I decided to read some of the Old Testament a while back, during high school. I took the liberty of assuming the New Testament is too preachy and would lack the exotic zest of the Old Testament, which felt much closer to an aggregation of myths from a bygone era.
I was especially interested in Genesis for that reason, which felt the most esoteric of the books I knew anything about. There were naturally many parts I immediately recognized, such as those of the creation of the universe, the garden of Eden, and Noah’s ark. Even the verse proclaiming that there were once giants walking the Earth was familiar to me.
But one story that stood out to me, which I had never heard mentioned before, was the story of Esau selling his birthright to Jacob. In case the reader is unfamiliar with it, I encourage you to read the brief set of verses in Genesis 25:19-34. (I will be referencing and linking the New International Version, though I originally read the King James Version myself.)
The story struck me as odd because I wasn’t sure I really understood what it was meant to convey at first, which is unusual for the Bible, where the messages are often readily apparent. A quick search of the term birthright revealed that it was more or less what might be expected: an institution among the Israelites by which a son, almost always the firstborn, would be declared the successor to his father’s governorship of the family.
Additionally, I decided to consult interpretations of the story I could find online. The meanings I found mainly interpreted it to be a demonstration that Esau did not have a proper mindset to act as patriarch of the family. He put his own temporary discomfort above the hallowed duty of the firstborn to act as the heir to his father’s place as the governing force of the household. This is especially true since it is generally agreed that Esau was exaggerating his condition and not truly at death’s door.
Though that reading was sensible enough, it surprised me that it was very different from what I had gotten out of it, which was not mutually exclusive to the traditional reading. The Jacob-Esau exchange, in which a power-hungry and foully ambitious party trades with a hapless party that does not truly understand the scope of their concessions, is borne out constantly in the world we live in, to the point that the story serves as almost a cautionary tale of how things of considerable value may be taken without resistance. At the very least, it serves as a model of a type of transaction that is now ubiquitous.
In a sense. The deal seems to represent a typical means of a shrewder party gaining rights over something, whether physical or intangible: it was completely bloodless, both parties consented, and Jacob came out ahead via an agreed upon deal. One might be tempted at first to liken the Jacob-Esau exchange to settlers purchasing land from disadvantaged natives that did not share their concept of private property.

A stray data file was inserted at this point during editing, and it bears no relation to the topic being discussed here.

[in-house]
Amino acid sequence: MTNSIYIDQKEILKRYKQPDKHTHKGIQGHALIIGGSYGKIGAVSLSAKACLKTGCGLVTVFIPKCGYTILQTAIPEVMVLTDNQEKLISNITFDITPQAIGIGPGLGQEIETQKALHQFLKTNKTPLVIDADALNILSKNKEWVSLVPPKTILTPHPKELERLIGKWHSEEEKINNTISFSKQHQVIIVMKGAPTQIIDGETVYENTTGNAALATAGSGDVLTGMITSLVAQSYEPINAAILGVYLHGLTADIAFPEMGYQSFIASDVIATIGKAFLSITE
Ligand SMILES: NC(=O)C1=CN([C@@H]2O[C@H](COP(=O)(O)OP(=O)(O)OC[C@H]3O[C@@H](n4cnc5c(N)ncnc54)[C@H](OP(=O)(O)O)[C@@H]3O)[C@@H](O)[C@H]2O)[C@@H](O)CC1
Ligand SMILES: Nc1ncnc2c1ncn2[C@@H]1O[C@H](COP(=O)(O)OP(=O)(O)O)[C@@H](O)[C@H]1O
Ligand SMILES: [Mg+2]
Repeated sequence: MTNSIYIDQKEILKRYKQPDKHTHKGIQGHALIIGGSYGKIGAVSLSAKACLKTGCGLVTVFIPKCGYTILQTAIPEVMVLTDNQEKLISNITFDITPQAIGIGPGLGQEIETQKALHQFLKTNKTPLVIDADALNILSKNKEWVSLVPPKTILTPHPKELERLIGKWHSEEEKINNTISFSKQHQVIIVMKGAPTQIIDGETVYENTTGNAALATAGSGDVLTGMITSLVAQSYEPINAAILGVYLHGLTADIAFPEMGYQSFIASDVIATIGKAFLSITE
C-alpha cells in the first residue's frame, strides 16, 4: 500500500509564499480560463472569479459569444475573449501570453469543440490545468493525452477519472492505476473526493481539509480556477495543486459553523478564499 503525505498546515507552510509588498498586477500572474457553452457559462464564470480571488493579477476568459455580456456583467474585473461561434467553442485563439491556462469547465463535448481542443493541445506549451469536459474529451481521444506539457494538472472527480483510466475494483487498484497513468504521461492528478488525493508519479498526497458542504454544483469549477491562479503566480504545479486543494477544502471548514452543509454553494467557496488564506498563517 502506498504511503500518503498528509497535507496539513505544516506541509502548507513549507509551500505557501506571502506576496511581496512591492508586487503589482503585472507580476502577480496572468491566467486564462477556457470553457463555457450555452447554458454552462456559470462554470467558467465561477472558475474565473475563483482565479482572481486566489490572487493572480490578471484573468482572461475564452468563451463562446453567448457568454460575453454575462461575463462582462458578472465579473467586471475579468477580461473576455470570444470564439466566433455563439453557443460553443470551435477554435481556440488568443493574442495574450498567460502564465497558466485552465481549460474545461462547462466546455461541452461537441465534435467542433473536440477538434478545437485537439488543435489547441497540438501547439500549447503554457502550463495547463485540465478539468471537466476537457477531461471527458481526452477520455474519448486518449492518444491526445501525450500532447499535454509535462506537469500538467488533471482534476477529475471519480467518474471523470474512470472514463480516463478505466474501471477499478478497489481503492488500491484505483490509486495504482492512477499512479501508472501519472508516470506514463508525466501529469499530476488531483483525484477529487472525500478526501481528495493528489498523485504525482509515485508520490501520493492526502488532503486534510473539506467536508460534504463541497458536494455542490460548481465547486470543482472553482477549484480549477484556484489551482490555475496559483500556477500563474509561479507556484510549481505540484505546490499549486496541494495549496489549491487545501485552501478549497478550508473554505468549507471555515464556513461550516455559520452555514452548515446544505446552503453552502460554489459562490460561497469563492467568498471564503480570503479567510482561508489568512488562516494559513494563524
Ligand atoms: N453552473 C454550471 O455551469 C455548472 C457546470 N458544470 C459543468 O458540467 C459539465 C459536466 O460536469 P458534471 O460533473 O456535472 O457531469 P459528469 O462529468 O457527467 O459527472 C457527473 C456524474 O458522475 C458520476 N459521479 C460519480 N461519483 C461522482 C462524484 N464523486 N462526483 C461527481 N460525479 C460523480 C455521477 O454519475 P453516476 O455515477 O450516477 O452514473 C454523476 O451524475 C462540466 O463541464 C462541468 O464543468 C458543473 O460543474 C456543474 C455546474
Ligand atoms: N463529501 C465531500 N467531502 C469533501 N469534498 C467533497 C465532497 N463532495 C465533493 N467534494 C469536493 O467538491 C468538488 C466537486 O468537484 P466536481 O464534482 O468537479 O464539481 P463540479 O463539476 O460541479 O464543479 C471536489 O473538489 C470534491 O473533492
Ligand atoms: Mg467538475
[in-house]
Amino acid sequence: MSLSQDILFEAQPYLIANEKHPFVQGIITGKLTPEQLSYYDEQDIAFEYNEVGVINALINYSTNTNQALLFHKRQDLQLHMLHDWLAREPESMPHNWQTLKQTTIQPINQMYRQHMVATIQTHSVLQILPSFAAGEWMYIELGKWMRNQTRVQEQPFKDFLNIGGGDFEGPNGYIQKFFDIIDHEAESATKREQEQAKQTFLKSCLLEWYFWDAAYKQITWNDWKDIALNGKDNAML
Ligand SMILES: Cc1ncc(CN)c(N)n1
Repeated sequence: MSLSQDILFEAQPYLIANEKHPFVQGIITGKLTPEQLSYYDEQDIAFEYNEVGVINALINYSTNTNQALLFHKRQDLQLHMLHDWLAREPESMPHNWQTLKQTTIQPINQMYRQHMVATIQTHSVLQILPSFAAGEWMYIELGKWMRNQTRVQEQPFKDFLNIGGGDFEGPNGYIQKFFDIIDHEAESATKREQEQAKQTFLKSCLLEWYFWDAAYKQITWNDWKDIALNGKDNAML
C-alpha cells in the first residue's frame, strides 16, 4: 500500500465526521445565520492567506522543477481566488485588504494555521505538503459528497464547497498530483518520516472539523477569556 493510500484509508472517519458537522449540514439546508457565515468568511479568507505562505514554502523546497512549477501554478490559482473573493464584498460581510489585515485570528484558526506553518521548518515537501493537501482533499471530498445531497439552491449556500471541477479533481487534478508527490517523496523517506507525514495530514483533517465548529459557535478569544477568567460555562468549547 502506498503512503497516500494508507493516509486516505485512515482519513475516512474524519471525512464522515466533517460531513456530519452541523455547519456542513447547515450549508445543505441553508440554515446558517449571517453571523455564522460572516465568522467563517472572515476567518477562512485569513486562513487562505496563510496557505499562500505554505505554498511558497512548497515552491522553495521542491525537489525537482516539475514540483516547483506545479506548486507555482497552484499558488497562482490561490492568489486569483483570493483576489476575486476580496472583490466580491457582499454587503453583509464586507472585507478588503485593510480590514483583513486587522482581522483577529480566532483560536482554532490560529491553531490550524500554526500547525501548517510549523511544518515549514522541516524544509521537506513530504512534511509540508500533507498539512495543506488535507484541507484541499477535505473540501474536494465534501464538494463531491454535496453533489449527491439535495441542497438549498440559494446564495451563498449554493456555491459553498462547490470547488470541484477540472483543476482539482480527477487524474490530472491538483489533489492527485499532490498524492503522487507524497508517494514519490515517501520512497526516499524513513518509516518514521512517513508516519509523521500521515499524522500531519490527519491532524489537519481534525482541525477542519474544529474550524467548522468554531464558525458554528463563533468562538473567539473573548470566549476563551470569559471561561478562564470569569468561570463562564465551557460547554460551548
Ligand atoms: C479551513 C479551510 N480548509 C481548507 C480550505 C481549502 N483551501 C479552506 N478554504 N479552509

In truth, though, the analogy does not quite hold in that scenario. The last key element in the Jacob-Esau exchange, which might seem oddest of all, is that Esau actually has all the information to understand the true value of his birthright. He was raised in the same environment as his brother and is able to understand the magnitude of what he is giving up for a meager bowl of soup, but gives it up all the same. It would be very understandable to conclude that Esau must have been foolish or simply did not want the responsibility that came with the birthright and leave it at that. But however misguided the deal may have seemed to us as we observe Esau, we nonetheless find ourselves subjected to some form of the exchange on a nigh-daily basis.
Before I fully explain what I’m getting at, I would like to draw attention to the tendency of online services to gather data on the user. Apps on your phone will often seek to track your location as you use them, and websites track as much data about your browsing and purchasing habits as possible, often with no immediate purpose but the vague hope that they will eventually find a way to profit from the amassed user data. Even our closest loved ones have never had as detailed a report of our activities and location as what is currently handed over to these corporate entities.
Another dramatic feature to highlight is the rise of facial recognition technology, which has seen wide commercial implementation to unlock phones. It only saves a couple of seconds, but it has still been foisted onto consumers with no significant pushback. In some parts of the world, facial recognition may be used to pay for fried chicken or perform bank transactions. In both cases, the time saved over similar technologies that are less invasive is trivial.
In the situations above and others, consumers play Esau to the machine’s nebulously ambitious Jacob. I feel it is right to call the technology itself Jacob in these situations, since the exhaustive volume of Jacob-Esau exchanges would be impossible to sustain without modern technology underpinning the system. Though the decisions made by individuals in corporate and governmental power structures are what cause the technology to be put in place, it would be impractical to implement the mass Jacob-Esau schema another way.